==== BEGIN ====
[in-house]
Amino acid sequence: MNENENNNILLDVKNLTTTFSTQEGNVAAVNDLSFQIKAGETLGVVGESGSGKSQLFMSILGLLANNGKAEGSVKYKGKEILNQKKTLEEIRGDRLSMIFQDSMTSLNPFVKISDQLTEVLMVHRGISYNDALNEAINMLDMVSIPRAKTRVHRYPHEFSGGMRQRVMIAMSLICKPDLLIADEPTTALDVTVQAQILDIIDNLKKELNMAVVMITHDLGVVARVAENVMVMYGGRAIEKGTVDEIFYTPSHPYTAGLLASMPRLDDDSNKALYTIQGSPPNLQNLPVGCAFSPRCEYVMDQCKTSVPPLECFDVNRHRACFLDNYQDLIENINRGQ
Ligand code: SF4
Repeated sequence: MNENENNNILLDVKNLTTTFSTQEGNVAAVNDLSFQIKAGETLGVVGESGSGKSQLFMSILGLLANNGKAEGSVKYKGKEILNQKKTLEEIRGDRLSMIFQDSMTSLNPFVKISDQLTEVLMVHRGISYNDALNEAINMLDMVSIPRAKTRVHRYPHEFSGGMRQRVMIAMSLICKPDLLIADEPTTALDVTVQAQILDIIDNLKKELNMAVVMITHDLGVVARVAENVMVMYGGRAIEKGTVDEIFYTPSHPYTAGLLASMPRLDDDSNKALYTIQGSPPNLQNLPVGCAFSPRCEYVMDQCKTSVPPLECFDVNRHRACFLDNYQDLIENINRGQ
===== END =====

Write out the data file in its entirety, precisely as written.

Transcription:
[in-house]
Amino acid sequence: MNENENNNILLDVKNLTTTFSTQEGNVAAVNDLSFQIKAGETLGVVGESGSGKSQLFMSILGLLANNGKAEGSVKYKGKEILNQKKTLEEIRGDRLSMIFQDSMTSLNPFVKISDQLTEVLMVHRGISYNDALNEAINMLDMVSIPRAKTRVHRYPHEFSGGMRQRVMIAMSLICKPDLLIADEPTTALDVTVQAQILDIIDNLKKELNMAVVMITHDLGVVARVAENVMVMYGGRAIEKGTVDEIFYTPSHPYTAGLLASMPRLDDDSNKALYTIQGSPPNLQNLPVGCAFSPRCEYVMDQCKTSVPPLECFDVNRHRACFLDNYQDLIENINRGQ
Ligand code: SF4
Repeated sequence: MNENENNNILLDVKNLTTTFSTQEGNVAAVNDLSFQIKAGETLGVVGESGSGKSQLFMSILGLLANNGKAEGSVKYKGKEILNQKKTLEEIRGDRLSMIFQDSMTSLNPFVKISDQLTEVLMVHRGISYNDALNEAINMLDMVSIPRAKTRVHRYPHEFSGGMRQRVMIAMSLICKPDLLIADEPTTALDVTVQAQILDIIDNLKKELNMAVVMITHDLGVVARVAENVMVMYGGRAIEKGTVDEIFYTPSHPYTAGLLASMPRLDDDSNKALYTIQGSPPNLQNLPVGCAFSPRCEYVMDQCKTSVPPLECFDVNRHRACFLDNYQDLIENINRGQ